Docetism roughly refers to the extent of Jesus Christ’s humanity and whether he was 1 thing or 2 things. Docetism (and its predecessor – the idea that the Spirit descended onto Jesus, something like Adoptionism) came in several versions. My speculation is that the first version of Docetism dictated that practitioners believe the Christ spirit descended onto ordinary man Jesus…then the magic happened. In other words, there was no virgin birth, and Mary had no compelling insight into her son’s destiny.
This conclusion about early Christianity’s obliviousness to the virgin birth is obvious in the context of Mark 3:21:
Then Jesus went home, and once again a crowd gathered, so that He and His disciples could not even eat. When His family heard about this, they went out to take custody of Him, saying, “He is out of His mind.”
If his family was aware of Jesus’ divine origins, why on earth would anything he did seem insane? (I’ll leave that question to the apologists).
This early version of Christianity was implemented in various flavors. The major point of contention was whether Yahweh was the highest God, or whether Yahweh was an inferior angel – there were subsequent divergences about whether the most high created the Earth, or whether Yahweh (the inferior angel) did it. The Ebionites thought Yahweh was the highest God, while the Cerinthians and Carpocratians did not (Against Heresies i.25-26).
In Against Heresies iii.11.7, Irenaeus indicates that the Cerinthians were adherent to the Gospel of Mark (Epiphanius and other church fathers elaborated to say Cerinthus used a virgin-birth-less copy of Matthew), and in the same paragraph, as well as others, we learn the Ebionites used (a version of) the Gospel of Matthew, while the Carpocratians used Luke and Romans (perhaps other Pauline epistles, as well). This makes the Carpocratians likely proxies between the Cerinthians and the Marcionites.
Using this framework as a starting point, it becomes easy to understand the Basilidian view, and an idea within it which carried through into Islam; this view was that the Christ escaped Jesus’ body prior to crucifixion, and subsequently inhabited other bodies, advancing the agenda of whatever God it served. The Spirit which Jesus housed was transient – Jesus was simply a temporary vehicle, as was Simon of Cyrene, who bore Jesus’s cross.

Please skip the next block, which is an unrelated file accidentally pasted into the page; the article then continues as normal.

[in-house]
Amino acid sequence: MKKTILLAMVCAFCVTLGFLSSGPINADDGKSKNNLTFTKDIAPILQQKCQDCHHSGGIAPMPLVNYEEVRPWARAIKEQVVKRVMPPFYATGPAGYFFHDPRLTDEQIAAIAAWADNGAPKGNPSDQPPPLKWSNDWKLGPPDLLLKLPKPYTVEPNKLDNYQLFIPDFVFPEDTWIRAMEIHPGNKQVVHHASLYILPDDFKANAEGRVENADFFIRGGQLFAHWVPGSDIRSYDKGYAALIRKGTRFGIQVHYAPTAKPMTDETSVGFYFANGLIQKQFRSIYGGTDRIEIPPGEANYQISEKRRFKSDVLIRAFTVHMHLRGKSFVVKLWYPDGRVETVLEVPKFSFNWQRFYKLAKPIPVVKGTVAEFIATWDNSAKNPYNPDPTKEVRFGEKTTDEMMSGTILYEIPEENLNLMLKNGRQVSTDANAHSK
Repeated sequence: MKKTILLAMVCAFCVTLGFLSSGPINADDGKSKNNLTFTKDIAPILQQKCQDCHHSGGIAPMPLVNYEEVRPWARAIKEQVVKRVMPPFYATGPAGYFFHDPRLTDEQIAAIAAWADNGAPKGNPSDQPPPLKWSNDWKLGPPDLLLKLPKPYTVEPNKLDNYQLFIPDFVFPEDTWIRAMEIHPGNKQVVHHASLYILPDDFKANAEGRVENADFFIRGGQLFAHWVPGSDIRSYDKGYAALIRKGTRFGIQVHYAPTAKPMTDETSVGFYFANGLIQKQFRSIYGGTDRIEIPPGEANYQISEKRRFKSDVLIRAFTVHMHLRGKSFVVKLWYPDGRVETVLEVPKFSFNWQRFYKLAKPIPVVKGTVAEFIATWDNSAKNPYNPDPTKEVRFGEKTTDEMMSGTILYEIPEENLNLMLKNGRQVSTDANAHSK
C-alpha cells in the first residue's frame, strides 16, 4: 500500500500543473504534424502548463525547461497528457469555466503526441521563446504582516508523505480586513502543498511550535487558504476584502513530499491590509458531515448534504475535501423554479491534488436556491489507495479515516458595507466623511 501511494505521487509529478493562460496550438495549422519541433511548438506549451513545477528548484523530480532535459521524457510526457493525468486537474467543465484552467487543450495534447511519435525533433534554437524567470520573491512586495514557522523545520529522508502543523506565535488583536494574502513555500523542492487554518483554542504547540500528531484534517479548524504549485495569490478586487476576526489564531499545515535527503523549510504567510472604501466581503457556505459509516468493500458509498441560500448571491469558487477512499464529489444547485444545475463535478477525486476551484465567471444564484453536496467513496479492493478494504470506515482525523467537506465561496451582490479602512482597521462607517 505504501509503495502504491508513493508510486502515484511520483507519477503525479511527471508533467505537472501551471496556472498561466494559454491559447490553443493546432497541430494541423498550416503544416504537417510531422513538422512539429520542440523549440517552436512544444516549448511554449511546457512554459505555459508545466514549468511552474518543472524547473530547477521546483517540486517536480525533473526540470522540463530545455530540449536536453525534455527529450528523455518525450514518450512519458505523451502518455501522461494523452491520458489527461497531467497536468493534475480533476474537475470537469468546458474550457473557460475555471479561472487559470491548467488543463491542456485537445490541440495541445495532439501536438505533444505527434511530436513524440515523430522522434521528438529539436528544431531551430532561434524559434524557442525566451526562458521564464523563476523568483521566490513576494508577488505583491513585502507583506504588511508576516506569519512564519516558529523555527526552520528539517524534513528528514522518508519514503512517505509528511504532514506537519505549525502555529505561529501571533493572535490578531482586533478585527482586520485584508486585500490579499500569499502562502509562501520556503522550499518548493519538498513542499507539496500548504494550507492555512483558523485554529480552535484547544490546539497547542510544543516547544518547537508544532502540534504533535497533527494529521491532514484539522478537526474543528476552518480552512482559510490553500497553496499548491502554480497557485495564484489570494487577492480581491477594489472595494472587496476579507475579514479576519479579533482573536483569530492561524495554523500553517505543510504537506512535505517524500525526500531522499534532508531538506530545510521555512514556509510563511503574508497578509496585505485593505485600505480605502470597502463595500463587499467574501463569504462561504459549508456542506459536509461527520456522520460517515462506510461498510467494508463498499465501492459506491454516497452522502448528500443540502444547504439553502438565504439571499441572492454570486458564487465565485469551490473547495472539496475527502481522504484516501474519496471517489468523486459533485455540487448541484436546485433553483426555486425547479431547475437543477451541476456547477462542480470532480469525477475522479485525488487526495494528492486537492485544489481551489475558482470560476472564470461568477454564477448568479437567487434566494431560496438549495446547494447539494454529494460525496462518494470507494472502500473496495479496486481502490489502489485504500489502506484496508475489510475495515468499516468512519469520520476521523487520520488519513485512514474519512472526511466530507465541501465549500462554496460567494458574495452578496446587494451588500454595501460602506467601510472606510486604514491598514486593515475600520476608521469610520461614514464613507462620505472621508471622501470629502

One interesting sidenote is that this theological underpinning makes the trinity simpler and less obtuse. The father was the highest God, the Spirit was the “operating system” which directed the person encapsulating it, and the son was whoever the Spirit inhabited.
Consider Mark 3:28-30
Truly I tell you, people can be forgiven all their sins and every slander they utter, but whoever blasphemes against the Holy Spirit will never be forgiven; they are guilty of an eternal sin.”
He said this because they were saying, “He has an impure spirit.
When read through the lens of this Cerinthian theology, this curious passage makes more sense. Crimes up to and including blaspheming against the man who currently possesses the Spirit is allowed; blaspheming against the encapsulated Spirit is unforgivable. This is because the man is simply a dumb vehicle; the Spirit is the Earthly proxy to God. In the Gospel of John 14:6, this core tradition remains: “I am the way and the truth and the life. No one comes to the Father except through me.”
Echoes of this belief are carried into various canonical and apocryphal texts. For example, when the father of all heresies, Simon Magus, in Acts 8, attempts to buy “the spirit”, current owners of “the spirit”, John and Peter, rebuke Simon, and condemn Simon to perish with his money.
Takeaway: Simon Magus (*cough*, Paul, *cough*) does not have the spirit, despite the hint in the Gospel of Mark that it may have been a Simon of Cyrene (also see Acts 13:1) who inherited it.
According to the apocryphal Acts of John, the Apostle John later traveled to Ephesus (western Roman Asia) where he traversed the city and countryside, healing the sick and bringing Christ to the heathens there.
One encounter John had involved a young man who came to John complaining of his dead friend. The young man pleaded with John to raise his friend from the dead. John said “I say unto thee, child, go and raise the dead thyself…”.
Any early reader would have recognized the unnamed young man as Polycarp, who Irenaeus claimed inherited the spirit from John in Against Heresies iii.3.4.
It was through this apostolic inheritance that Irenaeus was authorized to put forth his own canon which combined the Yahweh friendly Gospel (Matthew), the anti-Yahweh Gospel (Mark), the Jesus-as-a-phantom Docetic Gospel (Luke), and the Gnostic Gospel (John).
Thus was born a New Testament brimming with inconsistency, full of sanitized versions of dissonant underlying Christianities, eventually giving rise to tens of thousands of denominations, all entirely convinced of their own correct theological interpretation of this hodgepodge of incompatible philosophies.
See also: The Christ Myth Theory
Last Updated: 20170530